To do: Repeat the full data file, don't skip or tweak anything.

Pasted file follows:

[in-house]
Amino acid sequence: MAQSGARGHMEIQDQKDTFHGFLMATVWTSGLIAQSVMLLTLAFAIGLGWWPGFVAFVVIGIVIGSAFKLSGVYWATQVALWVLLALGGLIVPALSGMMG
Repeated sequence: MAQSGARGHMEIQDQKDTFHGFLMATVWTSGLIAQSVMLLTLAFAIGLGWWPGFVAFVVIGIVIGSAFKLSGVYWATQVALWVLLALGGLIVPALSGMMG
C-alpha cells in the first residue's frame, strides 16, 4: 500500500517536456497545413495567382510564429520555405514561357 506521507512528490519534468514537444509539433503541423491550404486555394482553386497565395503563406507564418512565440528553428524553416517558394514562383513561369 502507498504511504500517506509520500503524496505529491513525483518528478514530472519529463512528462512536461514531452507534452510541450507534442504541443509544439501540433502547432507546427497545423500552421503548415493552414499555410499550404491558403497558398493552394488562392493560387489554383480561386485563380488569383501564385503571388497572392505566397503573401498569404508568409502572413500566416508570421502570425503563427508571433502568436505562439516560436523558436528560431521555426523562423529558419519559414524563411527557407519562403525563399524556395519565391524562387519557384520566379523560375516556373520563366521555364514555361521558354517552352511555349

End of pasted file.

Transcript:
[in-house]
Amino acid sequence: MAQSGARGHMEIQDQKDTFHGFLMATVWTSGLIAQSVMLLTLAFAIGLGWWPGFVAFVVIGIVIGSAFKLSGVYWATQVALWVLLALGGLIVPALSGMMG
Repeated sequence: MAQSGARGHMEIQDQKDTFHGFLMATVWTSGLIAQSVMLLTLAFAIGLGWWPGFVAFVVIGIVIGSAFKLSGVYWATQVALWVLLALGGLIVPALSGMMG
C-alpha cells in the first residue's frame, strides 16, 4: 500500500517536456497545413495567382510564429520555405514561357 506521507512528490519534468514537444509539433503541423491550404486555394482553386497565395503563406507564418512565440528553428524553416517558394514562383513561369 502507498504511504500517506509520500503524496505529491513525483518528478514530472519529463512528462512536461514531452507534452510541450507534442504541443509544439501540433502547432507546427497545423500552421503548415493552414499555410499550404491558403497558398493552394488562392493560387489554383480561386485563380488569383501564385503571388497572392505566397503573401498569404508568409502572413500566416508570421502570425503563427508571433502568436505562439516560436523558436528560431521555426523562423529558419519559414524563411527557407519562403525563399524556395519565391524562387519557384520566379523560375516556373520563366521555364514555361521558354517552352511555349